neighbors=5, algorithm="brute", nb_sparse=20, ratio_sparse=0.2):
datax, datay = make_classification(n, n_features=n_features, n_classes=n_classes,
n_clusters_per_class=n_clusters_per_class,
n_informative=n_informative)

sp = random_sparse_matrix((datax.shape[0], (nb_sparse - n_features)), ratio_sparse=ratio_sparse)
datax = hstack([datax, sp])
model = KNeighborsClassifier(neighbors, algorithm=algorithm)
model.fit(datax, datay)
t1 = time.perf_counter()
y = model.predict(datax)
t2 = time.perf_counter()
return t2 - t1, y, datax.nnz / (datax.shape[0] * datax.shape[1])

dt, y, sparse_ratio = what_to_measure_sparse(2000, 10, nb_sparse=100, ratio_sparse=0.2)
dt, sparse_ratio

(0.2765191784464065, 0.28)


Seul l’algorithme brute accepte les features sparses.

x = []
y = []
nfd = 200
for nf in [10, 20, 50, 100, 200, 500, 1000, 2000, 5000, 10000]:
x.append(nf)
dt, _, ratio = what_to_measure_sparse(2000, n_features=nfd, nb_sparse=nfd+nf,
ratio_sparse=1.*nfd/(nfd+nf))
y.append(dt)
print("nf={0} dt={1} ratio={2}".format(nf, dt, ratio))

nf=10 dt=1.5204501486022934 ratio=0.9977333333333334
nf=20 dt=1.7614489740851411 ratio=0.9917340909090909
nf=50 dt=1.7535465636979097 ratio=0.96
nf=100 dt=1.8724837066859834 ratio=0.88889
nf=200 dt=2.00825006429622 ratio=0.75
nf=500 dt=2.029575471120438 ratio=0.4897964285714286
nf=1000 dt=1.7852292915800945 ratio=0.30555583333333336
nf=2000 dt=1.8195703866820168 ratio=0.17355363636363635
nf=5000 dt=1.6611926978457063 ratio=0.07544375
nf=10000 dt=1.7084732344021063 ratio=0.038831225490196075

fig, ax = plt.subplots(1, 1)
ax.plot(x, y, "o-", label="brute")
ax.set_xlabel("number of dimensions")
ax.set_ylabel("prediction time in seconds")
ax.legend()

<matplotlib.legend.Legend at 0x295a0111ac8>


La dimension augmente mais le nombre de features non nulle est constant. Comme l’algorithme est fortement dépendant de la distance entre deux éléments et le coût de cette distance dépend du nombre de coefficients non nuls.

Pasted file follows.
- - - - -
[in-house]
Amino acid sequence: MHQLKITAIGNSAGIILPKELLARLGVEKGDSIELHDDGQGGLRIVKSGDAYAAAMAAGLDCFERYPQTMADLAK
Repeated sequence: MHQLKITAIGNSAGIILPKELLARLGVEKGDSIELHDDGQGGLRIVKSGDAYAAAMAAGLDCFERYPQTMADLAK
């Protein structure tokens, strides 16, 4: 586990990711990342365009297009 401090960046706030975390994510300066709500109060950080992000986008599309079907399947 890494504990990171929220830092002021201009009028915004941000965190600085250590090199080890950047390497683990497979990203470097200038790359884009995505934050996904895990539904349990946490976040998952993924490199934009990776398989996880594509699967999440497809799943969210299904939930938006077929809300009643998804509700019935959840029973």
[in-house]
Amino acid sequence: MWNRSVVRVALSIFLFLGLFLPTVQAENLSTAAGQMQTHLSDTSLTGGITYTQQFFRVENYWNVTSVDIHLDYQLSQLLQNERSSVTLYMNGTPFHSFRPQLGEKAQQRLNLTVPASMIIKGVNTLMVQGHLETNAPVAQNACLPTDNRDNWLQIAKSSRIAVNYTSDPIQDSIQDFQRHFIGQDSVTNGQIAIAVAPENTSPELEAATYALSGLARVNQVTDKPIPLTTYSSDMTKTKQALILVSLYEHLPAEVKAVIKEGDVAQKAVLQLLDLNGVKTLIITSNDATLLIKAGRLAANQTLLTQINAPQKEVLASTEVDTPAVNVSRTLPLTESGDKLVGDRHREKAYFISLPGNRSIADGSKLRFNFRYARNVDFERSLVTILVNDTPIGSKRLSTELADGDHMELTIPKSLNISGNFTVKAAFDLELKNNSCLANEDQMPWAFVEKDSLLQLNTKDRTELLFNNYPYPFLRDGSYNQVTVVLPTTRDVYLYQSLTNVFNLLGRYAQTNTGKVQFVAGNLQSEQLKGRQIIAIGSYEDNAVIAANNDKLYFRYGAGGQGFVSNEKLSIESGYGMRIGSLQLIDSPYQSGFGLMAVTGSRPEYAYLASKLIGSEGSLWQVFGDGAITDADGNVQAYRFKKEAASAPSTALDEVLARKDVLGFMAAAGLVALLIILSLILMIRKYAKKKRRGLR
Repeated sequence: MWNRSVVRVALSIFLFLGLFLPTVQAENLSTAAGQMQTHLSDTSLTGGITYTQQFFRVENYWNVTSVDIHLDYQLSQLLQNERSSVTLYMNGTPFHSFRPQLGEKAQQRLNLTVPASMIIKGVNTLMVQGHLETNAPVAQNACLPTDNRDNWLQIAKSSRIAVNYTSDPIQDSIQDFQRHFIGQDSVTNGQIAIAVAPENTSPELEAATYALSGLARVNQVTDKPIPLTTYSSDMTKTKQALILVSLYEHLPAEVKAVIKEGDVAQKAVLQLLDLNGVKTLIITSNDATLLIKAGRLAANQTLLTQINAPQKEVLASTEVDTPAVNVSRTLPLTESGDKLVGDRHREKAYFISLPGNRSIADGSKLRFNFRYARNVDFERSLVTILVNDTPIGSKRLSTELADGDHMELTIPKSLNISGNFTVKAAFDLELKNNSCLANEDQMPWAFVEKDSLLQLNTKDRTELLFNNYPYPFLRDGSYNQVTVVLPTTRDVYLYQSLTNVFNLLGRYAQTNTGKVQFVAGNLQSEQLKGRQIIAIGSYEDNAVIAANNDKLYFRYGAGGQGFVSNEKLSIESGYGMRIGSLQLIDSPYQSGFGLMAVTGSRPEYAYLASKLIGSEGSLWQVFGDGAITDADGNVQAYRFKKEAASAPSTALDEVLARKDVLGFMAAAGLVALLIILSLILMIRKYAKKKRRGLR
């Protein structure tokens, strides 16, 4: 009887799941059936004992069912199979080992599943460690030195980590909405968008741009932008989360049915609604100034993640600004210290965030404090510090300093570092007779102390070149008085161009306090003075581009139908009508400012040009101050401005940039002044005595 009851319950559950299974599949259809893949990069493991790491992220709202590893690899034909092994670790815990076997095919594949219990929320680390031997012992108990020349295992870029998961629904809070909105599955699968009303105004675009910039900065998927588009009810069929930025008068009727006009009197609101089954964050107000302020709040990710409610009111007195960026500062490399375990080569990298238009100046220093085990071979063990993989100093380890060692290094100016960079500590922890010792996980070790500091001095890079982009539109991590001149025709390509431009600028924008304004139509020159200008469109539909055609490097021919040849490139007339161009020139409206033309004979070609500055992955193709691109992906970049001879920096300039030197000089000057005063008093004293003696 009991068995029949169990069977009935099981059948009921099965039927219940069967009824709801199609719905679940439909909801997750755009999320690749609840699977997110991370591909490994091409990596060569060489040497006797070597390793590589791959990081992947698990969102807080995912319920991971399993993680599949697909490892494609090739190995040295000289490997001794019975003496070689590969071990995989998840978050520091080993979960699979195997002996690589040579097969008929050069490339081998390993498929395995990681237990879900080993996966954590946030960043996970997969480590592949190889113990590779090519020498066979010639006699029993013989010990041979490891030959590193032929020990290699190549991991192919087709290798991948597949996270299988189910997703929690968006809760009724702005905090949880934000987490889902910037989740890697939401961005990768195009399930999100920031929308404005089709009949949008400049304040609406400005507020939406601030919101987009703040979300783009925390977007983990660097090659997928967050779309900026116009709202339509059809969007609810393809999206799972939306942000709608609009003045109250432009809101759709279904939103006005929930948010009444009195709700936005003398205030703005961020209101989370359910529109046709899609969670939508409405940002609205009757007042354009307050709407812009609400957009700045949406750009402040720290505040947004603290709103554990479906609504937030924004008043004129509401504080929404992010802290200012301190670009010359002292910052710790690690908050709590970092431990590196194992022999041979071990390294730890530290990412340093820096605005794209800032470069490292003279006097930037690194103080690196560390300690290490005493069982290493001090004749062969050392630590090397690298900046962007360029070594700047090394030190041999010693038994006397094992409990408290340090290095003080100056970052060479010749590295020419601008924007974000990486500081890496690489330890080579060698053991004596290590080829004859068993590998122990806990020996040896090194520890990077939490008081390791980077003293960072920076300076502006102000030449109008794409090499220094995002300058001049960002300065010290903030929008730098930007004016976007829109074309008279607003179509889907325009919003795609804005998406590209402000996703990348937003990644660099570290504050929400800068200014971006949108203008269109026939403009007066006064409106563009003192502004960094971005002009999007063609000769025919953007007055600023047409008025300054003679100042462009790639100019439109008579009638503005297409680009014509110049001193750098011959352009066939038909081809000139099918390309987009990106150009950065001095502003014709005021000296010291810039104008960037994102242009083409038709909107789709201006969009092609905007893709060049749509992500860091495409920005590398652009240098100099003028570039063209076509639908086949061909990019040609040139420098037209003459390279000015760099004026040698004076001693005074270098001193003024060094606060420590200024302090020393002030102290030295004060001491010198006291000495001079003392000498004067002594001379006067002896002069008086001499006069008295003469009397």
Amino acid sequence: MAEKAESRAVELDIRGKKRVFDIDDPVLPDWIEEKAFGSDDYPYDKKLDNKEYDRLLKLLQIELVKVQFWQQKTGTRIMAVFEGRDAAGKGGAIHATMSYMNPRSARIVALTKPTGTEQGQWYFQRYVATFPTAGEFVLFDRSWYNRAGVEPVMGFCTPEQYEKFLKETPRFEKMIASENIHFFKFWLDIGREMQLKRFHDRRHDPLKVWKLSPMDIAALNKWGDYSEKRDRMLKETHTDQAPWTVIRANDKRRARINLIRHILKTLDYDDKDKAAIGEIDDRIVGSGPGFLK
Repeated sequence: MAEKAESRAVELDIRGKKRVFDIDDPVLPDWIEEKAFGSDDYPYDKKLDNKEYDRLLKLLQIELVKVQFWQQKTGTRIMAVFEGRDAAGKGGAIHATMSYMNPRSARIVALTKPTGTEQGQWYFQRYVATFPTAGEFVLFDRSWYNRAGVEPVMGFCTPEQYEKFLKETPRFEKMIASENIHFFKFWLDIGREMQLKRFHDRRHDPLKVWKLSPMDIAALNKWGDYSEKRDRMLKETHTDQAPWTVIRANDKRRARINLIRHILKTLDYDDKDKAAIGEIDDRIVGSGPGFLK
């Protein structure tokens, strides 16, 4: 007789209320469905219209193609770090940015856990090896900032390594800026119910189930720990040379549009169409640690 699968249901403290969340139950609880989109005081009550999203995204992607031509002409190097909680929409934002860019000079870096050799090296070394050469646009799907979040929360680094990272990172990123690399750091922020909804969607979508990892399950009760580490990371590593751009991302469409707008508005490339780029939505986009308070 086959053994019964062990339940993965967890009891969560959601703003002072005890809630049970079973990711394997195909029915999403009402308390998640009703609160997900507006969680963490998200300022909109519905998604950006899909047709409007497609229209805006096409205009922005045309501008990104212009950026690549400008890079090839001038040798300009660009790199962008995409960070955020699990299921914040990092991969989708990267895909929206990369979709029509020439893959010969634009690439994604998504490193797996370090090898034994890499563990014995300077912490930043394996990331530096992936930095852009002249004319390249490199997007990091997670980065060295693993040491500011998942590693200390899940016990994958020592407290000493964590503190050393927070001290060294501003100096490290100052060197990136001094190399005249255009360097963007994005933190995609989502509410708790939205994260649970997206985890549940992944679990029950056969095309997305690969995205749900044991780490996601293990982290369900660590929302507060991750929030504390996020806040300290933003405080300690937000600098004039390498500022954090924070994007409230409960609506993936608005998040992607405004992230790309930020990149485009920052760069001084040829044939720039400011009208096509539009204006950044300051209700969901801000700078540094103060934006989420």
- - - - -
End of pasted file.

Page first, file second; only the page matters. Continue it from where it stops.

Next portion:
## Q3 : Imaginez une façon d’aller plus vite ?#

Le coût d’un algorithme des plus proches voisins est linéaire selon la dimension car la majeure partie du temps est passé dans la fonction de distance et que celle-ci est linéaire. Mesurons la performance en fonction de la dimension. Ce n’est pas vraiment rigoureux de le faire dans la mesure où les données changent et n’ont pas les mêmes propriétés mais cela donnera une idée.

from sklearn.model_selection import train_test_split

def what_to_measure_perf(n, n_features, n_classes=3, n_clusters_per_class=2, n_informative=8,
neighbors=5, algorithm="brute"):
datax, datay = make_classification(n, n_features=n_features, n_classes=n_classes,
n_clusters_per_class=n_clusters_per_class,
n_informative=n_informative)
X_train, X_test, y_train, y_test = train_test_split(datax, datay)
model = KNeighborsClassifier(neighbors, algorithm=algorithm)
model.fit(X_train, y_train)
t1 = time.perf_counter()
y = model.predict(X_test)
t2 = time.perf_counter()
good = (y_test == y).sum() / len(datay)
return t2 - t1, good

what_to_measure_perf(5000, 100)

(0.11310998940052741, 0.18479999999999999)

x = []
y = []
for nf in [10, 20, 50, 100, 200, 500, 1000, 2000, 5000, 10000]:
x.append(nf)
dt, perf = what_to_measure_perf(5000, n_features=nf)
y.append(perf)
print("nf={0} perf={1} dt={2}".format(nf, perf, dt))

nf=10 perf=0.2144 dt=0.12195857150595657
nf=20 perf=0.2084 dt=0.10057272030894637
nf=50 perf=0.2094 dt=0.08913530176550921
nf=100 perf=0.1766 dt=0.11379739599328786
nf=200 perf=0.1672 dt=0.1173173918214161
nf=500 perf=0.1396 dt=0.19581724940167078
nf=1000 perf=0.1206 dt=0.2313699973888106
nf=2000 perf=0.1104 dt=0.3402820658384371
nf=5000 perf=0.0948 dt=0.7753081181533616
nf=10000 perf=0.0934 dt=1.331557928030179

fig, ax = plt.subplots(1, 1)
ax.plot(x, y, "o-", label="brute")
ax.set_xlabel("number of dimensions")
ax.set_ylabel("% good classification")
ax.legend()

<matplotlib.legend.Legend at 0x295a0a82a20>